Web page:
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on July 4, 2012
I just found out when my Internet went down that Cisco pushed out a new software update sometime in the last few weeks. It enables something called Cisco Cloud Connect. It took away my ability to manage the router and secure it as I see fit. It also temporarily gave Cisco permission to see my Internet logs (you can Google that part). If the update installs, the only way to connect is through a website that requires you create an online account. It sends a verification e-mail that links to your device. Be careful, because auto updated is enabled by default. I had to reset the device to default settings and roll back the update just to get back to where I started. Now, I am stuck with the initial version of the firmware forever unless Cisco decides to undue its mess of an update. I would not buy this device with the new interface unless you are afraid of computers and want Cisco to manage your Internet. I am tempted to install a 3rd party firmware, but it voids my warranty if the device bricks. I would just purchase something else. Cisco completely ruined this product if you have any small amount of technical savvy and don't want Cisco meddling with your Internet.

FYI. Here is a link to rolling back the update:

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on March 26, 2013
The automated interface creates problems for users that want to configure the device in any environment other than a single router for a single cable-modem. The adhoc (advanced) interface creates odd network problems, even if you are changing simple things like the network name. Linksys used to have the best routers around, it's a shame what's happened to the line after it was purchased by Cisco.
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on December 30, 2014
This unit might be one of the worst routers i have purchased. It overheats so badly that is damaged the top of my speaker where its mounted. It also suffers from issues where the router would need to be restarted because it has lost connection. It seems to have an issue once every couple of weeks which i feel is not how a product like this should function. This is my second bad experience with Linksys routers.
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Vine Customer Review of Free Product( What's this? )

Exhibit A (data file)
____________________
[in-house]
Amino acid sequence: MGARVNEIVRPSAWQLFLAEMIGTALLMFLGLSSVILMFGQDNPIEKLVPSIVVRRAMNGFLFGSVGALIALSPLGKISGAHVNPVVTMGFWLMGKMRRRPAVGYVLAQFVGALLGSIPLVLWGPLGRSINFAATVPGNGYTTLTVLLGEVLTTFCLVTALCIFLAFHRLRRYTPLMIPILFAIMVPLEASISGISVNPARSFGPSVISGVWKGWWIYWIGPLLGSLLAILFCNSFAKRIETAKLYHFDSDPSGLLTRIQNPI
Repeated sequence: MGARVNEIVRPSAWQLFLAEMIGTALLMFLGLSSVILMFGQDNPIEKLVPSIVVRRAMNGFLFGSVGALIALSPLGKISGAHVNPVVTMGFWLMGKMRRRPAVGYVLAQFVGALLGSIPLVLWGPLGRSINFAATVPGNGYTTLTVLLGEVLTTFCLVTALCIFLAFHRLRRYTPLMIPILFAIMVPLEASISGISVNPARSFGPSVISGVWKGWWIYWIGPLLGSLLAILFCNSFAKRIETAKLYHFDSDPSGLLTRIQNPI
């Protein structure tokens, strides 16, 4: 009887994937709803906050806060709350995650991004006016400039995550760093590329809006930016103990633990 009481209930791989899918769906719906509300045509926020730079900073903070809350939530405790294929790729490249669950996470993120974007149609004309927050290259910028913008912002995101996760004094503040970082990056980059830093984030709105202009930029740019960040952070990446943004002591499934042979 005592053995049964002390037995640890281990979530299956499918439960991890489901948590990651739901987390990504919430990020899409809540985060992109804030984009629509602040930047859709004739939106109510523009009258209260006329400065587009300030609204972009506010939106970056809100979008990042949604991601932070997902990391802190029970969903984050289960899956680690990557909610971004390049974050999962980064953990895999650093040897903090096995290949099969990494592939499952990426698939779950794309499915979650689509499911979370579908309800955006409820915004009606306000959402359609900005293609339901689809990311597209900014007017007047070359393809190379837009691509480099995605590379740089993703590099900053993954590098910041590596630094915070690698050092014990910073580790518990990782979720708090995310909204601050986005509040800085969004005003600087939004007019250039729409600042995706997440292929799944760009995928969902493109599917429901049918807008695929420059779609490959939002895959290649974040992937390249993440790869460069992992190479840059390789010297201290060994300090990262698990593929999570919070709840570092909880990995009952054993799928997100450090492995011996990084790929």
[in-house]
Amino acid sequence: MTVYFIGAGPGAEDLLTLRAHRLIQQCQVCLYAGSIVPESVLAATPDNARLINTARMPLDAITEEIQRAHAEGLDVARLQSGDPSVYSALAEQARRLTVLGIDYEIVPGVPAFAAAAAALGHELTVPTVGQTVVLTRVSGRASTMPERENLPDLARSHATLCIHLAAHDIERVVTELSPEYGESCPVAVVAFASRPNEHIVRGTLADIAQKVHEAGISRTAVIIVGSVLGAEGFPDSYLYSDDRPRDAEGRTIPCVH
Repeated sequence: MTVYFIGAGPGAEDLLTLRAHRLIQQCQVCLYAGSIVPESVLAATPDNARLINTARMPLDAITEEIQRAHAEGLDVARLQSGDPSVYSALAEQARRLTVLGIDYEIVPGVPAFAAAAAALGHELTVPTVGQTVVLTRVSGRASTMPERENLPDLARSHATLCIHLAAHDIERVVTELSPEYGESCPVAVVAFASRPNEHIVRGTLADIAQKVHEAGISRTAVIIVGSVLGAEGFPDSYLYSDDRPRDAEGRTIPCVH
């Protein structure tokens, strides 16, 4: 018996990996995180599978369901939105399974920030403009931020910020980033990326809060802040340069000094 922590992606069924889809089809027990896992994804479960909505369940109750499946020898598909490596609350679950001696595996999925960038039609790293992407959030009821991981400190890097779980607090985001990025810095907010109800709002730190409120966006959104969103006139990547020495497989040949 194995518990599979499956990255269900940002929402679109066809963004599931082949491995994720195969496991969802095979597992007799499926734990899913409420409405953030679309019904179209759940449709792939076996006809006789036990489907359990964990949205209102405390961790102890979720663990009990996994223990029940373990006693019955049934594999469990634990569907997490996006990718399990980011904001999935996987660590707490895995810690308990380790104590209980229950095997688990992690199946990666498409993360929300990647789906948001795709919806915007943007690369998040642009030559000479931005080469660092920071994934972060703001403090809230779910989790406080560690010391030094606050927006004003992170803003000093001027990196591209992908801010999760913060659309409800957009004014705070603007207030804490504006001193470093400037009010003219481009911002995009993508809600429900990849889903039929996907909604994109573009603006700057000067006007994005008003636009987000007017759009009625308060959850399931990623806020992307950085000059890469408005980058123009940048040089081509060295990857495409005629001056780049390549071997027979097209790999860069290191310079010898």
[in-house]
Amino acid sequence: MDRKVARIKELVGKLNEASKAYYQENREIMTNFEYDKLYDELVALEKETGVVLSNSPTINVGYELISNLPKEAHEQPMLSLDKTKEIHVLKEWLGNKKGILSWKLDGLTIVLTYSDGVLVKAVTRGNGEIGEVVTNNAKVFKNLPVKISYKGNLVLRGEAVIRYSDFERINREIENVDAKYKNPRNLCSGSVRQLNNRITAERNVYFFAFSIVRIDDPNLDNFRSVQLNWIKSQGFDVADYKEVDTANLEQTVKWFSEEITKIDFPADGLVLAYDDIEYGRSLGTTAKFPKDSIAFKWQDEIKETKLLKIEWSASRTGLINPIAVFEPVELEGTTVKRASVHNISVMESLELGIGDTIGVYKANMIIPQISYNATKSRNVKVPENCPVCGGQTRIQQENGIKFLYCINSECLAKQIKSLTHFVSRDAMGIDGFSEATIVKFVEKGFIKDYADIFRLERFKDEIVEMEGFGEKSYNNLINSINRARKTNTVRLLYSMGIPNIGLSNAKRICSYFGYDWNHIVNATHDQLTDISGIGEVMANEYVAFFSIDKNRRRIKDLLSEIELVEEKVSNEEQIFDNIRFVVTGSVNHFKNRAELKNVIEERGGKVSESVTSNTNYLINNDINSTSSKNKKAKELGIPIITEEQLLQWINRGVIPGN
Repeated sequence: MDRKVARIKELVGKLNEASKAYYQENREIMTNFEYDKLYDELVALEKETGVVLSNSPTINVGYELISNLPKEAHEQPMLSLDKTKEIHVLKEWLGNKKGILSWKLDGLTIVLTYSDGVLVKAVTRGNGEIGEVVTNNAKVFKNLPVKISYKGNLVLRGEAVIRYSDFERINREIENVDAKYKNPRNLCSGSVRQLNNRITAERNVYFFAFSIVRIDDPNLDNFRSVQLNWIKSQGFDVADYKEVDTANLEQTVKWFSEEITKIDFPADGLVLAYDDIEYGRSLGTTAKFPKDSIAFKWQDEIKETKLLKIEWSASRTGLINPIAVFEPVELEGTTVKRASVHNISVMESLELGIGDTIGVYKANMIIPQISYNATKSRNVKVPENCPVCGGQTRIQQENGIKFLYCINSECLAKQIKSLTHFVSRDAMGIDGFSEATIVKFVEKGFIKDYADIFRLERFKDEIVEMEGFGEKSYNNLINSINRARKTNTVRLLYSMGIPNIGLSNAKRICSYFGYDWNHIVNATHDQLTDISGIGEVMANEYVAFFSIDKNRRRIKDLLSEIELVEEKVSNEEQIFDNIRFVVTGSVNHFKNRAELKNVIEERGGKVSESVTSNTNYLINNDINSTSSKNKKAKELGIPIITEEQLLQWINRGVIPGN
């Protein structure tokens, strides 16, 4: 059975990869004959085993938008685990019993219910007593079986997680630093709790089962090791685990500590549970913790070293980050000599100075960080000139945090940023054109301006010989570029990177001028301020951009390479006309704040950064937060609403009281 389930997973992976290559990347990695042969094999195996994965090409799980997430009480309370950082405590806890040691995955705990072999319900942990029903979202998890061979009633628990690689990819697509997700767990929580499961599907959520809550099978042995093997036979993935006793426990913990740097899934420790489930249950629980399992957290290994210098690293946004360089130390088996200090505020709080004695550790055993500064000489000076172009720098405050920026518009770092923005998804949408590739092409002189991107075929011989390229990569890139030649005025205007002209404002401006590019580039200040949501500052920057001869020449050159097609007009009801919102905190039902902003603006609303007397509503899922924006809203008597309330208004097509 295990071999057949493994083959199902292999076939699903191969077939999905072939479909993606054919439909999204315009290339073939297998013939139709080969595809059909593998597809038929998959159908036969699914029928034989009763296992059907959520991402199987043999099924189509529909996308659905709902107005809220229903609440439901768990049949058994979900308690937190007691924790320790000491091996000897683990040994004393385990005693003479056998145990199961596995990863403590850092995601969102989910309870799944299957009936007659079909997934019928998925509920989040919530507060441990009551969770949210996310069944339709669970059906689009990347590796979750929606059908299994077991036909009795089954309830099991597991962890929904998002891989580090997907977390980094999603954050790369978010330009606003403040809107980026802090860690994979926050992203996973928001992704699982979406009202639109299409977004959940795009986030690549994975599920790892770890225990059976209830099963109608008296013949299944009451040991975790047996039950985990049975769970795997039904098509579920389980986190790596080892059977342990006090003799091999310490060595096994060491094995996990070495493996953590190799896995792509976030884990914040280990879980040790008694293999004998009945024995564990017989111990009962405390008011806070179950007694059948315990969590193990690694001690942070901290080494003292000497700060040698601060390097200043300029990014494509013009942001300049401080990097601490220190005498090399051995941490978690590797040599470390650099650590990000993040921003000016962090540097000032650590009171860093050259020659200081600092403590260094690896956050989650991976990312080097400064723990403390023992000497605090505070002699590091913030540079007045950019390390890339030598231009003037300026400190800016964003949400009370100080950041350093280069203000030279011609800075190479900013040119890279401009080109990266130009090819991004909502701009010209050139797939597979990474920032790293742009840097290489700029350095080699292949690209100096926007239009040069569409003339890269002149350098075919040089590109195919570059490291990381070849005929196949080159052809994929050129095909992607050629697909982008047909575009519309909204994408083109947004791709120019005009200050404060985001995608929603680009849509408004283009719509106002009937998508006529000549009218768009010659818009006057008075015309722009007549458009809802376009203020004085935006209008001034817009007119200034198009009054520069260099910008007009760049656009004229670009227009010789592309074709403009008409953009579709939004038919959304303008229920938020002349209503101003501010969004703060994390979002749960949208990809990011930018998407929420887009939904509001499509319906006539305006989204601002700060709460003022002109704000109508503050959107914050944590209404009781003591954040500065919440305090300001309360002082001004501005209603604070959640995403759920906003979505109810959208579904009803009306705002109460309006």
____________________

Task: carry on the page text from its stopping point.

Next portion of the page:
For years, I've been "the computer guy" who family, friends, acquaintances, and strangers seem to seek out when it's router buying time.

And for years, I've said the same thing: "Linksys WRT54G. It costs a bit more, but it's worth it." It's just been one of those things you can't go wrong with. But now that 802.11g isn't enough, and people are looking for GigE and more, it's time for a new go-to.

I want to say it's the EA2700, because it's stupid-easy to set up if you use the disc. You almost have to actively do something wrong to not have a working router after using the disc. I think that's a big pro, myself.

Unfortunately, that's really the only thing about this router that's worth commanding a premium for.

At this price range, it's ridiculous that there isn't at least one USB port for sharing a printer and / or external drive. Decent routers that cost half as much money offer this functionality. Linksys has chosen form over function with their new routers, and inexplicably put the WDS button on the back, next to the power cable, instead of anywhere on the blank plastic front. If you're looking to make some routers "for dummies", that button should be front and center.

Performance? It's okay. Using a 2008 MacBook Pro and 2012 Lenovo Thinkpad W520 with a Centrino Ultimate/6300 card, wireless range wasn't appreciably better than an older Buffalo router I had lying around, and provided substantially less coverage than my Apple AirPort Extreme Base Station (Simultaneous Dual-Band) (MC340LL/A).

The Cisco app for iOS was nothing more than a front end to the web interface, and unless you're turning your guest network on and off on-the-fly, or have a desperate need to know who is on your router from your iPad or iPhone instead of a computer, it's just about useless.

Now, if this was going for about $75, I'd think it was an okay value. Nothing mind-blowing, but a solid router with a very, very simple interface. At nearly $100, it's just overpriced for what you get. If you have even the slightest bit of experience with home networking, you'd be much better served with the NETGEAR N600 Wireless Dual-Band Gigabit Router WNDR3700,ASUS (RT-N16) Wireless-N 300 Maximum Performance single band Gaming Router: Fast Gigabit Ethernet, support USB-Hard Drive and Printer and Open source DDWRT, or Buffalo Technology AirStation High Power N300 Gigabit Wireless Router & AP WZR-HP-G300NHv2 (Black)